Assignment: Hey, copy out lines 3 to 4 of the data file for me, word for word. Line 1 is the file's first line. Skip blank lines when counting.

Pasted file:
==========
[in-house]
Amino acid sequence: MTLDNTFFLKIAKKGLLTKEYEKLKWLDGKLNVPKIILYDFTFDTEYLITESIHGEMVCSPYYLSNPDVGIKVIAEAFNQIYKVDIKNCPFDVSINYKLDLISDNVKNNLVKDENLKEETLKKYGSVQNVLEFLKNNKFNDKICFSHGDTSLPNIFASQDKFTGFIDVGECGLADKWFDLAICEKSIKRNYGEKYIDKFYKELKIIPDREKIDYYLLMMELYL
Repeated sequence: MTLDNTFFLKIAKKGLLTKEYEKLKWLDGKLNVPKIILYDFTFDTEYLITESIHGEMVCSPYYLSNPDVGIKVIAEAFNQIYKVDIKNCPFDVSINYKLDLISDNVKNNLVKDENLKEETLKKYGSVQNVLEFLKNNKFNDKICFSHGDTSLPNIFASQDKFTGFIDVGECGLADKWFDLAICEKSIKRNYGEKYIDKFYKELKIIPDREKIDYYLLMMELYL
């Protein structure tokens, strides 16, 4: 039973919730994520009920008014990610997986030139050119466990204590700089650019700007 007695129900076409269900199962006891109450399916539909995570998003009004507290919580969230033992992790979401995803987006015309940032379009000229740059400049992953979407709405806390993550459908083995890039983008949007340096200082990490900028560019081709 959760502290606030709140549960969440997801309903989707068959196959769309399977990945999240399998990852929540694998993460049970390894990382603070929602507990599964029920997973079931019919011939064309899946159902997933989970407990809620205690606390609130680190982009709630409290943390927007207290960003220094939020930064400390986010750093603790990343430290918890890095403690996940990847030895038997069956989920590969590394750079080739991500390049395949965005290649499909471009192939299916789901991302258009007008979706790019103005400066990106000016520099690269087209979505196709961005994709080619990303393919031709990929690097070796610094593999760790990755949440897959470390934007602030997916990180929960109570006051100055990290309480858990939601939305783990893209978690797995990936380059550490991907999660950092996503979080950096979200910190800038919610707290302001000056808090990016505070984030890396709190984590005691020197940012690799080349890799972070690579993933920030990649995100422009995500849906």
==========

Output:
Repeated sequence: MTLDNTFFLKIAKKGLLTKEYEKLKWLDGKLNVPKIILYDFTFDTEYLITESIHGEMVCSPYYLSNPDVGIKVIAEAFNQIYKVDIKNCPFDVSINYKLDLISDNVKNNLVKDENLKEETLKKYGSVQNVLEFLKNNKFNDKICFSHGDTSLPNIFASQDKFTGFIDVGECGLADKWFDLAICEKSIKRNYGEKYIDKFYKELKIIPDREKIDYYLLMMELYL
């Protein structure tokens, strides 16, 4: 039973919730994520009920008014990610997986030139050119466990204590700089650019700007 007695129900076409269900199962006891109450399916539909995570998003009004507290919580969230033992992790979401995803987006015309940032379009000229740059400049992953979407709405806390993550459908083995890039983008949007340096200082990490900028560019081709 959760502290606030709140549960969440997801309903989707068959196959769309399977990945999240399998990852929540694998993460049970390894990382603070929602507990599964029920997973079931019919011939064309899946159902997933989970407990809620205690606390609130680190982009709630409290943390927007207290960003220094939020930064400390986010750093603790990343430290918890890095403690996940990847030895038997069956989920590969590394750079080739991500390049395949965005290649499909471009192939299916789901991302258009007008979706790019103005400066990106000016520099690269087209979505196709961005994709080619990303393919031709990929690097070796610094593999760790990755949440897959470390934007602030997916990180929960109570006051100055990290309480858990939601939305783990893209978690797995990936380059550490991907999660950092996503979080950096979200910190800038919610707290302001000056808090990016505070984030890396709190984590005691020197940012690799080349890799972070690579993933920030990649995100422009995500849906």